Final plea made to safeguard cash for Citizens Advice
- Credit: NELLEKE VAN HELFTEREN
Fresh calls to protect Citizens Advice funding have been made to Suffolk County Council, as an amendment to controversial budget proposals has been put forward ahead of next week’s key decision.
On Thursday, February 14, the final vote on 2019/20 budget proposals will take place at Suffolk County Council’s full council meeting, where divisive cuts to the £368,000 Citizens Advice grant over two years has been put forward by the Conservative administration.
But the opposition Labour group, which has already called for a reversal of the cuts, has now tabled an amendment to ringfence £2,500 from each councillor’s locality budget – an £8,000 pot each councillor has to spend on projects and improvements in their ward – for Citizens Advice.
With 75 elected councillors, the proposal would secure £187,500 for Citizens Advice’s core funding.
It means that the £184,000 Citizens Advice is set to lose in 2019/20 is covered, while further ways to cover funding will be explored for 2020/21. Sarah Adams, Labour group leader, said the planned cuts were “a dangerous act of self-harm that will pile even more pressure on the council’s beleaguered public services”.
She added: “Labour have put forward this amendment because we simply cannot stand by and watch the Tories hack away at one Suffolk’s most valuable organisations.
“This is a sensible and logical proposal. By reallocating existing money, we are protecting the vital work the CAB do to support thousands of residents across Suffolk.
“If the Tories decide to ignore our reasonable budget amendment, they will do so in the knowledge that they are placing even greater financial pressure on our public services in the coming years.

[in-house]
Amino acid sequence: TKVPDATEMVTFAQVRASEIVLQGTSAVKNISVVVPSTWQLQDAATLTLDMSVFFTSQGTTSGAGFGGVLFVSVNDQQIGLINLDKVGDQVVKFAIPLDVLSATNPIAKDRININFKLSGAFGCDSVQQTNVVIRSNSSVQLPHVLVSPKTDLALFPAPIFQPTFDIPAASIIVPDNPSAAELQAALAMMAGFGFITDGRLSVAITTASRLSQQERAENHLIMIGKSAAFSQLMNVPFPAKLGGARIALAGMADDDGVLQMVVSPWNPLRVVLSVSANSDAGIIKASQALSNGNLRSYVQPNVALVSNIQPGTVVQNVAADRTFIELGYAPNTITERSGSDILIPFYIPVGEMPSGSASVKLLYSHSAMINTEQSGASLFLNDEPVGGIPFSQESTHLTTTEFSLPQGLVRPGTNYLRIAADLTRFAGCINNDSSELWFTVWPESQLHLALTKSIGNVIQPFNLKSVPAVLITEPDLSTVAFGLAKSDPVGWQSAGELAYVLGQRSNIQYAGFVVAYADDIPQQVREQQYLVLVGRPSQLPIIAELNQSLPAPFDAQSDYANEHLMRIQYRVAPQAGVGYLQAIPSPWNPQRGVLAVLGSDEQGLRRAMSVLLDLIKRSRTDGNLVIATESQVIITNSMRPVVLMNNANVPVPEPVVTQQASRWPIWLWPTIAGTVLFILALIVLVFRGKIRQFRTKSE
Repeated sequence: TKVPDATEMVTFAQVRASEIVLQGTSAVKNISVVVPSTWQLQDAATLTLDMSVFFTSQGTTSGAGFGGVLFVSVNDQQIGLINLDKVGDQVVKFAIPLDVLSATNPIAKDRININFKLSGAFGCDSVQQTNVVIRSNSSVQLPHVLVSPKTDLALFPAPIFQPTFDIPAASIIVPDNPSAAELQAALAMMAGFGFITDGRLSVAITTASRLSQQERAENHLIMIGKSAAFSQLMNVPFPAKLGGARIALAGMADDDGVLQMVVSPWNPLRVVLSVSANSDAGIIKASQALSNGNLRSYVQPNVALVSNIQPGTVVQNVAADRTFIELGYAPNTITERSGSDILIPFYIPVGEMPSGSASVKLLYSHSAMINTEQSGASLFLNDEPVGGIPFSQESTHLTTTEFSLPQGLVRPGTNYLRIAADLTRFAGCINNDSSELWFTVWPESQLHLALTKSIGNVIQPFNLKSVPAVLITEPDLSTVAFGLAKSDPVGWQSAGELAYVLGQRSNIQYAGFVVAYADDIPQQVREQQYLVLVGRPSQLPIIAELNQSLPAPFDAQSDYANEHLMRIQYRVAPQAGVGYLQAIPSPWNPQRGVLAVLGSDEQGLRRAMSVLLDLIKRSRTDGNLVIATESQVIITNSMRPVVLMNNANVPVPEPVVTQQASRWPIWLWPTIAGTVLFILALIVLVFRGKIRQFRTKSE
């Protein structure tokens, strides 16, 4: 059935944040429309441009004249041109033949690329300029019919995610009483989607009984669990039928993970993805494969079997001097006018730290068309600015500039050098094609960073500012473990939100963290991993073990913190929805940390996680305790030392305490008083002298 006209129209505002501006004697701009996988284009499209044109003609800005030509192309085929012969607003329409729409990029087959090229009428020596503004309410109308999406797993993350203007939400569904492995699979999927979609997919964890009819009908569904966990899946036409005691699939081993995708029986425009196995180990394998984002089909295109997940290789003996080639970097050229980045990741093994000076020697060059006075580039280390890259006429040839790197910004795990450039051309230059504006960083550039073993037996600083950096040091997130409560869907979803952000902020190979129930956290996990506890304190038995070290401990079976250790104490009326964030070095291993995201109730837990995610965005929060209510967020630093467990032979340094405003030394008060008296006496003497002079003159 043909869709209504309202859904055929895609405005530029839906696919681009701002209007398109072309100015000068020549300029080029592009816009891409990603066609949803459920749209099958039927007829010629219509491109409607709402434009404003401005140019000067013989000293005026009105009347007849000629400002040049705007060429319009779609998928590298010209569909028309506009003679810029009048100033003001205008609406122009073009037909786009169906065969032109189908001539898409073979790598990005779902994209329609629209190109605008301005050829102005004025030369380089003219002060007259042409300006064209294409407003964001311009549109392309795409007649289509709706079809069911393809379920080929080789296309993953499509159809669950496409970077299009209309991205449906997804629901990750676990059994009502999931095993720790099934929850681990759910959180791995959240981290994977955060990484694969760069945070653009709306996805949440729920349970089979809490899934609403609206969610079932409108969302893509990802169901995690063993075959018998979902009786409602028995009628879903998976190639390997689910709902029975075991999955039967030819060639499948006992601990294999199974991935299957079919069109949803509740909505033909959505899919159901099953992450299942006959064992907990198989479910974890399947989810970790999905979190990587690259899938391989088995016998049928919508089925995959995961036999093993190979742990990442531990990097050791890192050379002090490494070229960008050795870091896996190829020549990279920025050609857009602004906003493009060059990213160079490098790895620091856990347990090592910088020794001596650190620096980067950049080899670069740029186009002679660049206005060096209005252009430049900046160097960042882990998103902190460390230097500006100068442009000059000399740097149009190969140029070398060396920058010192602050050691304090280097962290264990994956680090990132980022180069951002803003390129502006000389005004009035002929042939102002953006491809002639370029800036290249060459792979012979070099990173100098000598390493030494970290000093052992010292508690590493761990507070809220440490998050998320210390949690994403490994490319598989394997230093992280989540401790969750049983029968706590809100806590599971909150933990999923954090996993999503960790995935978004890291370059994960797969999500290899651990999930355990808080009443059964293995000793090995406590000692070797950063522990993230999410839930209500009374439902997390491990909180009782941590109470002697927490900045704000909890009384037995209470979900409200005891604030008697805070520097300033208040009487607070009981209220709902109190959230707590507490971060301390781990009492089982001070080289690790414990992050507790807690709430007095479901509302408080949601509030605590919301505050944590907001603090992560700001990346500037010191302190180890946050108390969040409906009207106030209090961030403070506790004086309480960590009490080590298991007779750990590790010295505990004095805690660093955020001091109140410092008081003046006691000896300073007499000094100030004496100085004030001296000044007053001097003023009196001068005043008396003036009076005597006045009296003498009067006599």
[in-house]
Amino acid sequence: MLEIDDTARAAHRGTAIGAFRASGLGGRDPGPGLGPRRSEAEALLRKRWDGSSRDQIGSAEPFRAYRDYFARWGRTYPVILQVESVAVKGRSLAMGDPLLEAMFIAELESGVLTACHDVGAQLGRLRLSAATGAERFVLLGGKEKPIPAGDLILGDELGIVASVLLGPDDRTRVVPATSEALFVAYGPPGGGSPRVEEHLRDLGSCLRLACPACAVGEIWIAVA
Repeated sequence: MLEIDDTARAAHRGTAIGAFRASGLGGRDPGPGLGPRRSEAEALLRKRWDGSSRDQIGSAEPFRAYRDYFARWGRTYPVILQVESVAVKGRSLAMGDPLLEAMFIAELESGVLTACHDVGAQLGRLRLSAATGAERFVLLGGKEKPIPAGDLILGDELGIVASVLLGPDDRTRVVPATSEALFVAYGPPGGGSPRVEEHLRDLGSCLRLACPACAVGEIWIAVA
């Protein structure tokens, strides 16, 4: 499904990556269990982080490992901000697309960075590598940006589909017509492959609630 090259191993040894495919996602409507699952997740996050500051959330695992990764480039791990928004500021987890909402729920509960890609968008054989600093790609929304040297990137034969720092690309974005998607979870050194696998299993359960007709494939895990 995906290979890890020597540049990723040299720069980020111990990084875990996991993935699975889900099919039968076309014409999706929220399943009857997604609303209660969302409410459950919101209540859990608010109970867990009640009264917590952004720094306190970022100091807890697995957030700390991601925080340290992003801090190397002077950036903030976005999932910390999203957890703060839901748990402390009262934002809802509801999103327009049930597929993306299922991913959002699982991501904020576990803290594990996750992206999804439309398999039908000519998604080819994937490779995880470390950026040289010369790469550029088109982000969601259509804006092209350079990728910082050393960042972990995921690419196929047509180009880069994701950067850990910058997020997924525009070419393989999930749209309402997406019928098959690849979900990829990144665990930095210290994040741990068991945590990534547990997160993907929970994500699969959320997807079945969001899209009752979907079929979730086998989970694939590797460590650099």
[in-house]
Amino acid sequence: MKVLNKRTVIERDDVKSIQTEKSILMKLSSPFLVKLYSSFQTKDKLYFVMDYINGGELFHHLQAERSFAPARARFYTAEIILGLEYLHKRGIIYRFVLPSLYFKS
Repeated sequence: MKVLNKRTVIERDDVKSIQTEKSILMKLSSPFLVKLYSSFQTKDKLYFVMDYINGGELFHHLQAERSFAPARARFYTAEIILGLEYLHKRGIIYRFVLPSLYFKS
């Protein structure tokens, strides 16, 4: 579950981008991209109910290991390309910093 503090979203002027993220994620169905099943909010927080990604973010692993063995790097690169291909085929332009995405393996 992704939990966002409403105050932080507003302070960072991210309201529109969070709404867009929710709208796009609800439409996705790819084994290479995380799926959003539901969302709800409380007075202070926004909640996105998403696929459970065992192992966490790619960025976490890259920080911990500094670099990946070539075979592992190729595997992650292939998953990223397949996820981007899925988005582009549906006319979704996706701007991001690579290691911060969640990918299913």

“I know that a number of Conservative backbenchers feel deeply uncomfortable about these cuts, but it is about time they make a public stand and tell their leadership, ‘enough is enough’.”
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The amendment is set to be debated on Thursday during the budget agenda item.
If approved, any planned changes will take effect from April.
Richard Smith, Conservative cabinet member for finance and assets, previously said that he recognised the work of Citizens Advice, but said: “There are no easy choices at this point.
“Every call we have to make on where to find savings is tough at this point but we must balance the budget by law and it is right to focus our efforts on our highest priority areas to protect and support our most vulnerable residents.
“I accept that in order to protect these services that represent such a large part of our overall spend each year, we must find savings across the remaining service areas.”
The budget, while making more than £10million of cuts in areas such as road sign maintenance, Duke of Edinburgh accreditation and bus timetables, among other areas, comes amid an overall spending increase of around £15m on last year’s budget, which will go towards supporting the county’s most vulnerable in children’s and adult care services.